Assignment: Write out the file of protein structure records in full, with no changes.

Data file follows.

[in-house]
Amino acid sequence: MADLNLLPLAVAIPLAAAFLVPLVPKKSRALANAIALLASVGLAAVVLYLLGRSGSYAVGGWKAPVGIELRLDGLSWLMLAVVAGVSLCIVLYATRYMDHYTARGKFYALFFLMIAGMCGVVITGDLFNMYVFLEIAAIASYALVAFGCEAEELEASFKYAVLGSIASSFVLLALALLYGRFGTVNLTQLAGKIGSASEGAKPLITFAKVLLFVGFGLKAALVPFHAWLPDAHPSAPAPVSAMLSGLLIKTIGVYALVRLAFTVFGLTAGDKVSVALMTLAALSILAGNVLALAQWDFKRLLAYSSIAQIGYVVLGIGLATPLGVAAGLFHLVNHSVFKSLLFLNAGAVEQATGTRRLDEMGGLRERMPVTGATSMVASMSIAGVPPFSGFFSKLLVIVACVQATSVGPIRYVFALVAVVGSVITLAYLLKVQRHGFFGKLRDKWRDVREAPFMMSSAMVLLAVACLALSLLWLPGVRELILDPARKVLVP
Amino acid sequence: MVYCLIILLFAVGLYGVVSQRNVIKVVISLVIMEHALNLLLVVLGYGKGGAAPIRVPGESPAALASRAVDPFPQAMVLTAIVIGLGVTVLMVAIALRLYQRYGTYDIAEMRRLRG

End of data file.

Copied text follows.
[in-house]
Amino acid sequence: MADLNLLPLAVAIPLAAAFLVPLVPKKSRALANAIALLASVGLAAVVLYLLGRSGSYAVGGWKAPVGIELRLDGLSWLMLAVVAGVSLCIVLYATRYMDHYTARGKFYALFFLMIAGMCGVVITGDLFNMYVFLEIAAIASYALVAFGCEAEELEASFKYAVLGSIASSFVLLALALLYGRFGTVNLTQLAGKIGSASEGAKPLITFAKVLLFVGFGLKAALVPFHAWLPDAHPSAPAPVSAMLSGLLIKTIGVYALVRLAFTVFGLTAGDKVSVALMTLAALSILAGNVLALAQWDFKRLLAYSSIAQIGYVVLGIGLATPLGVAAGLFHLVNHSVFKSLLFLNAGAVEQATGTRRLDEMGGLRERMPVTGATSMVASMSIAGVPPFSGFFSKLLVIVACVQATSVGPIRYVFALVAVVGSVITLAYLLKVQRHGFFGKLRDKWRDVREAPFMMSSAMVLLAVACLALSLLWLPGVRELILDPARKVLVP
Amino acid sequence: MVYCLIILLFAVGLYGVVSQRNVIKVVISLVIMEHALNLLLVVLGYGKGGAAPIRVPGESPAALASRAVDPFPQAMVLTAIVIGLGVTVLMVAIALRLYQRYGTYDIAEMRRLRG